How to Cross-pollinate an Ayers Pear Tree
Ayers pear trees are a southern United States variety. They produce sweet yellow, red, and brown pears. Although Ayers pear trees are sometimes partially self-pollinating, you can usually get better, more abundant pears by cross-pollinating with another type of pear tree. Ayers pear trees will cross-pollinate with almost any other pear tree, so all you have to do is choose another pear variety that you like. Cross-pollinating will allow you to enjoy many wonderful pears throughout the season.
Choose a healthy Ayers pear tree. Only healthy pear tree will successfully cross-pollinate.
Plant a second pear tree near your Ayers pear tree. Choose any type of pear tree you like, except another Ayers pear tree. This second tree should be no more than 100 feet away, but don’t crowd the trees too close together, either. You can also use a pole-type pollinator, which is a small, thin sapling used specifically for pollination purposes. These pollinators take up very little space.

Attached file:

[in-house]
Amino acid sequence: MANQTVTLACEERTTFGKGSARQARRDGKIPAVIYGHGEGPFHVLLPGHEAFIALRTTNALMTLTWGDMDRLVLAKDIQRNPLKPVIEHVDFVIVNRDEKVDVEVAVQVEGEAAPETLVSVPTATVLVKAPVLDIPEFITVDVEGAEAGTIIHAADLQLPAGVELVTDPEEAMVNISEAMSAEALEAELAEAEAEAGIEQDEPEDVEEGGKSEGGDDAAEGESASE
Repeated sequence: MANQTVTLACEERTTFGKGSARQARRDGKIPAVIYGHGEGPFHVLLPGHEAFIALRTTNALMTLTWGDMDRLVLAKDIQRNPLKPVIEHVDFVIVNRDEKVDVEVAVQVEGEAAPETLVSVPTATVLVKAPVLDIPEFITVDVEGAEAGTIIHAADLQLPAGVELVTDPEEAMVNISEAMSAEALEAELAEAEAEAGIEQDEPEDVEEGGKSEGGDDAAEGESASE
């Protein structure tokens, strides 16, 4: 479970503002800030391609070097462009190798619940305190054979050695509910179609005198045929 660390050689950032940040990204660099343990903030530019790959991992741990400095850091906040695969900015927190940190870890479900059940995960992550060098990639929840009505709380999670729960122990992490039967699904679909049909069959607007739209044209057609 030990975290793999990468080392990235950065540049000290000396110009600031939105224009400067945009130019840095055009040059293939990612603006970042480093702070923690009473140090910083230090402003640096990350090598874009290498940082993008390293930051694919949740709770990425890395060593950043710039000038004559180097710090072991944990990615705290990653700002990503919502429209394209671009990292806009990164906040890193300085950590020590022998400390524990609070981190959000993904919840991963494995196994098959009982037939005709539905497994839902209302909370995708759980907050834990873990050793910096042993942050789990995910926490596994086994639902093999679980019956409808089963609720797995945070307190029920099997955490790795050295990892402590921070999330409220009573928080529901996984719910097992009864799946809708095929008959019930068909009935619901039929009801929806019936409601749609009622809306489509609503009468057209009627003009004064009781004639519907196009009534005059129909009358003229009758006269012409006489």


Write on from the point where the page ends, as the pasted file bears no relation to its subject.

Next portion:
Cut a few branches off the pollinating tree while the tree is flowering. Place these branches in buckets of water, as if you were arranging flowers, and hang them from a few of the tallest limbs of the Ayers pear tree. This makes pollination that much easier.
Entice bees to your yard. Plant flowers, such as dandelions, which are known to attract honeybees, around or near the Ayers pear tree. Choose flowers that will bloom at or near the same time as the pear trees. Honeybees are the most efficient pollinators, and are the best way to cross-pollinate your pear tree. If you have a large amount of pear trees that you’re looking to pollinate, consider investing in a honeybee hive. Place the hive in the center of the tree group. Because pear nectar is not overly enticing to bees, it’s important to attract or import as many bees as possible.
Cross-pollinate the trees by hand if pollination via bees is not working. Take a small, soft paintbrush, and gently brush the pollen from inside a flower on the pollinator tree. Transfer this pollen to the Ayers pear tree by brushing it into a flower of the Ayers tree. Repeat this process on as many of the flowers as possible. You can also go the other way, and take pollen from the Ayers pear tree to the pollinator tree to pollinate both trees.
Ann LaPan travels exuberantly in body and mind via planes, trains, automobiles and superb literature. A webmaster, website designer, graphic artist, accountant and musician (Jill of all trades, master of a few), she writes Today’s Horoscope for Shooting Star Astrology.com.